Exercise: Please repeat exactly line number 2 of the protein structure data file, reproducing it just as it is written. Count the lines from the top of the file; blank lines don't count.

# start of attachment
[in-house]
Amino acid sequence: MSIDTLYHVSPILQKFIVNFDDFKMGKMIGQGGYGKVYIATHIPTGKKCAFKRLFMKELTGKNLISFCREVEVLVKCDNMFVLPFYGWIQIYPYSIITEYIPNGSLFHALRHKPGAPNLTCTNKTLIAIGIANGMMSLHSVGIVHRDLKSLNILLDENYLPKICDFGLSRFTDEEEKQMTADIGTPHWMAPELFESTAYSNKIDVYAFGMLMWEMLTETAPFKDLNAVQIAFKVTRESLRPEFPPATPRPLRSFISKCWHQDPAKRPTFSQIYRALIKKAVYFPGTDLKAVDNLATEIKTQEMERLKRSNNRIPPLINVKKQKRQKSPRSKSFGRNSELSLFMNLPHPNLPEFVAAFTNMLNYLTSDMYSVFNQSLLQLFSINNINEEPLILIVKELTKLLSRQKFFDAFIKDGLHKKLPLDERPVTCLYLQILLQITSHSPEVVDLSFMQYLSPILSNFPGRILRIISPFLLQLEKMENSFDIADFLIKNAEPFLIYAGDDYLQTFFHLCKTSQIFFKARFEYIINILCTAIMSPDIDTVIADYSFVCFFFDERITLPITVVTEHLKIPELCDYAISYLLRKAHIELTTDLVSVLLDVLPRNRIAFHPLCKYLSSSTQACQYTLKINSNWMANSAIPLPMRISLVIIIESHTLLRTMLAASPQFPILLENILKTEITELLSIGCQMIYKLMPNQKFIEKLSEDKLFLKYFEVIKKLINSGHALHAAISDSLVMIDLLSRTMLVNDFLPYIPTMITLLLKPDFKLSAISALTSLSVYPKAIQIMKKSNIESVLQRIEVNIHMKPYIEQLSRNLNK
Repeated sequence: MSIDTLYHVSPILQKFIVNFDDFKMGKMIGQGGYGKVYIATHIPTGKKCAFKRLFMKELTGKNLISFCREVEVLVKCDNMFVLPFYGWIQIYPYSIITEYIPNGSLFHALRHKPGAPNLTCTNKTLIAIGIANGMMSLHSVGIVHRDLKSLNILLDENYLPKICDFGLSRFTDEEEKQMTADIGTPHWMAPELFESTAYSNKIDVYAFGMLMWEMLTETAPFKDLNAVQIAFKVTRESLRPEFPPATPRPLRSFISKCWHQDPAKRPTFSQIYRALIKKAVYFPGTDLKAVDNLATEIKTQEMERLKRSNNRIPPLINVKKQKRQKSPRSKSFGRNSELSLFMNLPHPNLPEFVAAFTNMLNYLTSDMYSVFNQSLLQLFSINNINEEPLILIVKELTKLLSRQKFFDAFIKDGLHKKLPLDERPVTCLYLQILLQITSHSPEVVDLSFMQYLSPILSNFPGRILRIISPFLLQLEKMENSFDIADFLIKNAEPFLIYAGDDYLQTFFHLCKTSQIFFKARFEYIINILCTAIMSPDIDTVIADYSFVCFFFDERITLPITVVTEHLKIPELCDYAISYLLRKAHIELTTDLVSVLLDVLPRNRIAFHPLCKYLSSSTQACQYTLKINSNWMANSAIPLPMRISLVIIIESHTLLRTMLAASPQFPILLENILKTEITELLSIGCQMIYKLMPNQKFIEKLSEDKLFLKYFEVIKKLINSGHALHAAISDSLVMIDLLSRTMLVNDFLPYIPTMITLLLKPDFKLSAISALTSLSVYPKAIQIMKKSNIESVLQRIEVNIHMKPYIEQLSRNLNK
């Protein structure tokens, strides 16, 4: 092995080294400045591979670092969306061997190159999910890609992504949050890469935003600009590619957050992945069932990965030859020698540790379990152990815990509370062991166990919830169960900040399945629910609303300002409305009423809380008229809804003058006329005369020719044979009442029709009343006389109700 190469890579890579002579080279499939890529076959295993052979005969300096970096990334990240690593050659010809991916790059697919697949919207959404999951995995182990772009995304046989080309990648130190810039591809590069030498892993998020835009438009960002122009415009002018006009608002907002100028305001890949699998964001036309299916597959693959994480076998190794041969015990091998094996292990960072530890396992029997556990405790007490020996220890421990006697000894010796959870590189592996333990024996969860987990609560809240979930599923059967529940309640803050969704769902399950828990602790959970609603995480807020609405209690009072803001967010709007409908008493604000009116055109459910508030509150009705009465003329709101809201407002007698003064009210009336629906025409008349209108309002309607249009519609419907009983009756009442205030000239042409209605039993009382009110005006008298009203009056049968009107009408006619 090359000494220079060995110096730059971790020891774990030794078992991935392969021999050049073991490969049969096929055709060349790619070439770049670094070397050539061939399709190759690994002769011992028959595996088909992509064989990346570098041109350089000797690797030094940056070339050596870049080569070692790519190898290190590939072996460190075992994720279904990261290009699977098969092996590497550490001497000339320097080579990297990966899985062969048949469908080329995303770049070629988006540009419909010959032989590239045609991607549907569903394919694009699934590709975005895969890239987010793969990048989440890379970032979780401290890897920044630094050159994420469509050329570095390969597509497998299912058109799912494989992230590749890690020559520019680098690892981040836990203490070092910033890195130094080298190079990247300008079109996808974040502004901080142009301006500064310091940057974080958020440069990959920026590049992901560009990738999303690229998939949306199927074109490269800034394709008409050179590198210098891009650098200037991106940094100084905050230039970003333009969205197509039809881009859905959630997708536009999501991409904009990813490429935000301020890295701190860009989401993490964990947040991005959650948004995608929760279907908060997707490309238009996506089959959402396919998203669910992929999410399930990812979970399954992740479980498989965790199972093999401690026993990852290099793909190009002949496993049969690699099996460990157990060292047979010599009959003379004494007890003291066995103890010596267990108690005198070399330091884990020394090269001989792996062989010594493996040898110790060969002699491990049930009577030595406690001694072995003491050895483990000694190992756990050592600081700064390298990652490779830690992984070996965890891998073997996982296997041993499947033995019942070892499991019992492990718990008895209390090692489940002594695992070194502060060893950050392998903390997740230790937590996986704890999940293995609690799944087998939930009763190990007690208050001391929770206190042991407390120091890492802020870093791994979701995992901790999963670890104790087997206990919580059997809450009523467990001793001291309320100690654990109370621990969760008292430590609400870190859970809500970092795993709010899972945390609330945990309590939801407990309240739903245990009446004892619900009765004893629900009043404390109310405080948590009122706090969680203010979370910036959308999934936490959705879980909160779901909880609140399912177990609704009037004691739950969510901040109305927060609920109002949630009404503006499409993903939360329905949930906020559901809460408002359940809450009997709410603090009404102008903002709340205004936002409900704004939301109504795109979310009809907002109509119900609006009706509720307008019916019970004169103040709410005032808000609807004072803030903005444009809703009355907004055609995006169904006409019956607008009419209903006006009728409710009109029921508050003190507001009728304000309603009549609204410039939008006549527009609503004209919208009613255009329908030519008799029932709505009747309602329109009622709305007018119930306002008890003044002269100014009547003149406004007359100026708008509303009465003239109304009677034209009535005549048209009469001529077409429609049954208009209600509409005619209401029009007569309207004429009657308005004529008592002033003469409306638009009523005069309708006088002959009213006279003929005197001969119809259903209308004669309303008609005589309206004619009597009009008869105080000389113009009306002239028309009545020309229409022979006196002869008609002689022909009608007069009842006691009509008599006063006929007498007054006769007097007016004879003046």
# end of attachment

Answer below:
Amino acid sequence: MSIDTLYHVSPILQKFIVNFDDFKMGKMIGQGGYGKVYIATHIPTGKKCAFKRLFMKELTGKNLISFCREVEVLVKCDNMFVLPFYGWIQIYPYSIITEYIPNGSLFHALRHKPGAPNLTCTNKTLIAIGIANGMMSLHSVGIVHRDLKSLNILLDENYLPKICDFGLSRFTDEEEKQMTADIGTPHWMAPELFESTAYSNKIDVYAFGMLMWEMLTETAPFKDLNAVQIAFKVTRESLRPEFPPATPRPLRSFISKCWHQDPAKRPTFSQIYRALIKKAVYFPGTDLKAVDNLATEIKTQEMERLKRSNNRIPPLINVKKQKRQKSPRSKSFGRNSELSLFMNLPHPNLPEFVAAFTNMLNYLTSDMYSVFNQSLLQLFSINNINEEPLILIVKELTKLLSRQKFFDAFIKDGLHKKLPLDERPVTCLYLQILLQITSHSPEVVDLSFMQYLSPILSNFPGRILRIISPFLLQLEKMENSFDIADFLIKNAEPFLIYAGDDYLQTFFHLCKTSQIFFKARFEYIINILCTAIMSPDIDTVIADYSFVCFFFDERITLPITVVTEHLKIPELCDYAISYLLRKAHIELTTDLVSVLLDVLPRNRIAFHPLCKYLSSSTQACQYTLKINSNWMANSAIPLPMRISLVIIIESHTLLRTMLAASPQFPILLENILKTEITELLSIGCQMIYKLMPNQKFIEKLSEDKLFLKYFEVIKKLINSGHALHAAISDSLVMIDLLSRTMLVNDFLPYIPTMITLLLKPDFKLSAISALTSLSVYPKAIQIMKKSNIESVLQRIEVNIHMKPYIEQLSRNLNK